In 1996 John and Nicole Bojanowski, a young Franco-American couple, purchased Clos de Gravillas in the Minervois region of southwestern France and embarked upon a journey of making wine to best reflect the terroir of limestone gravel of their vineyards where grapes have been grown for hundreds of years.

Perched on a plateau at an elevation of almost 1000′, this 15-acre winery lies between the St. Chinian and Minerve canyons in the Parc Naturel of the Haut Languedoc  just south of the Black Mountains. This location provides cool evening winds that let the grapes better retain their acidity and the hot summer temperatures assure the development of the necessary alcohol to balance acidity. This element of their terroir helps the grapes develop maximum depth of flavor.

The estate’s oldest vines are carignan, dating to 1911 and 1970 and a small parcel of grenache gris. In 1996 they planted syrah, cabernet, and mourvedre, with the first harvest taking place in 2006.

We’ll taste “a Fleur de Peau“, a skin contact Muscat (the name refers to a French expression indicating someone who wears their expressions on their sleeve) of which only 83 cases were made, and “Rendez-vous Sur la Lune” Rouge, a blend of equal parts Carignan and Syrah, with a balance of 10% Grenache. 583 cases produced.

Fümp!Fest at Bucktown! Friday, May 5th!

bucktown fump festRain will force fizzy festivities indoors, but that won’t dampen the fun! Come get fried chicken by the piece or bucket, and fizzy by the glass or bottle!

Wine Wizards and SelectioNaturel will be in attendance, and rumor has it that Fümp t-shirts exist for a lucky few! Show up at Bucktown after 5pm, and pretend you’re on a sunny Italian hillside. Why not?

 

Friday Wine Tasting in the Shop, 5pm – 8pm

April 28, 2017

Lambert de Seyssel Petit Royal Méthode Traditionelle

Historical documents mention the vineyards of this tiny appellation as early as the 11th century and the sparkling wines were a favorite of Queen Victoria in the mid 1800s. The “Royal Seyssel” label (originally called “Royal Carte Bleue”), was established in 1901 by the Varichon and Clerc families; unfortunately this property fell into the wrong hands in the 1990s (it was purchased by a large negociant) and quality suffered. In 2007 they closed the winery entirely, but held on the rights to the name in hopes of using that name to market their other sparkling wines. Now that just doesn’t seem right…Enter Seyssel locals Gérard and Catherine Lambert, who teamed up with Olivier Varichon, great-grandson of the founder, to buy back the Royal Seyssel label. Since 2008 they’ve been making this humble sparkling wine, using the same methods as in Champagne. The Petit Royal is 70% Molette and 30% Altesse from 10-25 year old vines grown on clay and limestone. It’s left on its lees for two years before disgorgement, and though not vintage dated, the wines produced here are all single vintage. This wine is light, lively, fruity, floral and elegant. It’ll get you through many a brunch and celebration.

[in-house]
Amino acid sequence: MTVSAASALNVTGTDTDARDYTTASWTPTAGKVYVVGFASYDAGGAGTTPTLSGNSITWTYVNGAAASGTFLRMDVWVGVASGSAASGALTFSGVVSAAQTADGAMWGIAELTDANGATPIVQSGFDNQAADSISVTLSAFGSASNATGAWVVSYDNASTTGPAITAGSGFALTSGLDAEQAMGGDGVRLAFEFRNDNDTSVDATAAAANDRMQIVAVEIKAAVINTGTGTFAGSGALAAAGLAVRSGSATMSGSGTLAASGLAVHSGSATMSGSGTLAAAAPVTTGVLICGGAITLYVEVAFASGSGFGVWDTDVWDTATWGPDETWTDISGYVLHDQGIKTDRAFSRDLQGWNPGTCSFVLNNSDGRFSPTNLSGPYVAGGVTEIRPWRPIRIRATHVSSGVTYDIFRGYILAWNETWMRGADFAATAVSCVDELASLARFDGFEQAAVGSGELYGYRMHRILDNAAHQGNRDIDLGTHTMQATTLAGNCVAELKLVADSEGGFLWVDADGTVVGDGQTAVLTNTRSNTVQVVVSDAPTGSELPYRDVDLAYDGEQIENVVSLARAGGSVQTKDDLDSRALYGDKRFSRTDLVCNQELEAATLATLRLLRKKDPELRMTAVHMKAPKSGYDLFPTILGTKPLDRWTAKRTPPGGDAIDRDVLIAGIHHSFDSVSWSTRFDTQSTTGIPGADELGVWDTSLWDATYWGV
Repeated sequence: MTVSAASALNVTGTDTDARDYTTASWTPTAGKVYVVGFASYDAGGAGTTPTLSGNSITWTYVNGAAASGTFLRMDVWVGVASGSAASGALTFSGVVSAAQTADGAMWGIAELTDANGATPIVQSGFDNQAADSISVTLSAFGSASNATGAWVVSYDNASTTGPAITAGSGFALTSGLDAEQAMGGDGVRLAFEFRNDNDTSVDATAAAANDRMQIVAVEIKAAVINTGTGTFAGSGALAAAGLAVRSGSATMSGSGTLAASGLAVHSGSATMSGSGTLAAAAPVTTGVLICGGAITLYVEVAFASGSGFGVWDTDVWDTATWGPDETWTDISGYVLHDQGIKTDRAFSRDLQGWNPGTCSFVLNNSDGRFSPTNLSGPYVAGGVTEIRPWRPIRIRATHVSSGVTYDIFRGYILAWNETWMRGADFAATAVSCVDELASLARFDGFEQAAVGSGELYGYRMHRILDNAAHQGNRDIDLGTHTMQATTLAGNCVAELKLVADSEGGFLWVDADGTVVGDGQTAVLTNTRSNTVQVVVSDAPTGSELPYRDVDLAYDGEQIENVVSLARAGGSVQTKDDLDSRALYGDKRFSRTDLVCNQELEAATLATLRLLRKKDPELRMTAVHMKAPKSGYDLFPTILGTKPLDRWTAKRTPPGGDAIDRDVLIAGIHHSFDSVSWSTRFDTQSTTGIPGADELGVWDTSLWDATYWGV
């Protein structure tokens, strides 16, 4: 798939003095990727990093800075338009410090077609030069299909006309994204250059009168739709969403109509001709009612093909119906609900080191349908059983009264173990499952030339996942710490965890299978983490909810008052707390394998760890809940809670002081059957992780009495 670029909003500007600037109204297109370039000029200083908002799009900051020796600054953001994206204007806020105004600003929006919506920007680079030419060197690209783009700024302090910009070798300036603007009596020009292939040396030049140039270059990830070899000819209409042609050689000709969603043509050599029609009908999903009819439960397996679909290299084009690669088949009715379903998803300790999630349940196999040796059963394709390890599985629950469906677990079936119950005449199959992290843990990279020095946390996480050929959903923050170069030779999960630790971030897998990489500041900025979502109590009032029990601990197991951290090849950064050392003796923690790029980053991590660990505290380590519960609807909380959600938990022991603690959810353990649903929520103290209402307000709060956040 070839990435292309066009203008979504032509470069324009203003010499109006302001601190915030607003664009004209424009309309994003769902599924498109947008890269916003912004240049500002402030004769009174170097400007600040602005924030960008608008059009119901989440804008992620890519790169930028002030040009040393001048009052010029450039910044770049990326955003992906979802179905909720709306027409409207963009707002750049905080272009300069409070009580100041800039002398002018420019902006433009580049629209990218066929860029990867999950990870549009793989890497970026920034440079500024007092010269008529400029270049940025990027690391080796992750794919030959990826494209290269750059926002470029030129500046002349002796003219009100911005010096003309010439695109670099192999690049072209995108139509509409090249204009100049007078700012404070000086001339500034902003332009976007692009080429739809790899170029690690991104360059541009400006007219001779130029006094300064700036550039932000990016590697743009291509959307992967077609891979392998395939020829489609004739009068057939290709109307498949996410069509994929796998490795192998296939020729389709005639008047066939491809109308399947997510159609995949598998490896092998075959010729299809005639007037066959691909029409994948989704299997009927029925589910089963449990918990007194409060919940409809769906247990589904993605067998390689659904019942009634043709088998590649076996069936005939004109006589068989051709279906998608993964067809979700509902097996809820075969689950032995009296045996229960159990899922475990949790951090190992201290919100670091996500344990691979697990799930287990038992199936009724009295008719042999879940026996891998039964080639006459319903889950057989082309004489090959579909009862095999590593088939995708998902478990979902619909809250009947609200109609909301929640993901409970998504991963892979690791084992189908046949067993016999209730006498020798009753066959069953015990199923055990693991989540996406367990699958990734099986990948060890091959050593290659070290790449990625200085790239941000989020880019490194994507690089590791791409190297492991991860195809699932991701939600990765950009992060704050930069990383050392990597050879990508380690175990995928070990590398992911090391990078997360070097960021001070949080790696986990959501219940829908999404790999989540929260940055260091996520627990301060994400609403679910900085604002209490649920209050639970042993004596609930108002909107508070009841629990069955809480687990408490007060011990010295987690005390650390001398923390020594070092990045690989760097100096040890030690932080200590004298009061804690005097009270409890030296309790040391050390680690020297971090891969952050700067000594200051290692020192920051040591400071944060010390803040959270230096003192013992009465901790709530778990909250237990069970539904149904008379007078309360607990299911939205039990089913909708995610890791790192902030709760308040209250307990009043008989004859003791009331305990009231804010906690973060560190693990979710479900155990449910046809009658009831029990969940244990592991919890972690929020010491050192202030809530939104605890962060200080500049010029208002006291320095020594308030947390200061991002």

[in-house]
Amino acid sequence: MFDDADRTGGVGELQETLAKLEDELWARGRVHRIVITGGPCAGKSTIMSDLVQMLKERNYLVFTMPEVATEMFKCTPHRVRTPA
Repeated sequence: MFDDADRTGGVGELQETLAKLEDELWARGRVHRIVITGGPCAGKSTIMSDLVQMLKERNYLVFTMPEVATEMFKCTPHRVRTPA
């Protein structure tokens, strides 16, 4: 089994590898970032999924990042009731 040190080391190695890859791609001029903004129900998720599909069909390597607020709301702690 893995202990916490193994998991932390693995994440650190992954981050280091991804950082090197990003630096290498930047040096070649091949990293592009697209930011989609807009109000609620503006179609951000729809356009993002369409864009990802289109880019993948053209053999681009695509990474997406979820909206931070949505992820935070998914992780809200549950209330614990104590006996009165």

Montemelino Rosé 2016, DOC Colli del Trasimeno, Umbria

We got to meet Sabina and Pier of Montemelino recently and taste through some of their wines and olive oils from this tiny and obscure wine zone in northern Umbria. There are fewer than a dozen producers in this area, and most are focused on international varieties. Montemelino is a 10 hectare farm, with 4 hectares under vine, planted to Grechetto for the whites and Sangiovese, Ciliegiolo, and Gamay for the reds. Don’t get too excited Gamay lovers, it’s “Gamay di Trasimeno”, which is actually Grenache. Why do they have to confuse us like this? Because it’s fun! Farming here is all organic, grapes are hand-harvested, and naturally fermented and aged in large slavonian oak barrels that rest both under the farm house and in a tiny chapel on the property.

This fresh and delicious rose is a blend of Ciliegiolo and Gamay di Trasimeno. There’s lots of red fruit and snappy acidity; it’ll pair nicely with fish, veggies, or a warm evening breeze.

Viña Zorzal Garnacha 2015, Navarra, Spain

Antonio Sanz has been in the wine industry pretty much his entire life. In 1989 he was making wine in Navarra, where he established Viña Zorzal. In 2007 his sons took over and expanded the project. We’ve been working with the Graciano and Grenache Blanc for quite some time; we’ve semi-recently added the Grenache and figured it was time to crack it open at a tasting. This wine is from roughly 100 year old bush vines, farmed organically, and hand-harvested. It’s juicy, dark, pure-fruit brilliance, for super cheap!

D. Ventura Viña Caneiro Ribeira Sacra 2012, Spain

D. Ventura is located on the steep slopes of Ribeira Sacra (sacred banks; so-named for all the churches and monasteries that line the river). It is the project of Ramón Losada and his family. They farm organically and use wild yeast in their fermentations; this wine is from old Mencia vines grown on the slate soil (known as losa) slopes of the river.

Viña Caneiro is fermented in stainless steel and then left on the lees for 9 months. It has depth and is full of cassis, cherries, black pepper, licorice, and mineral precision and fine-grained tannins on the finish.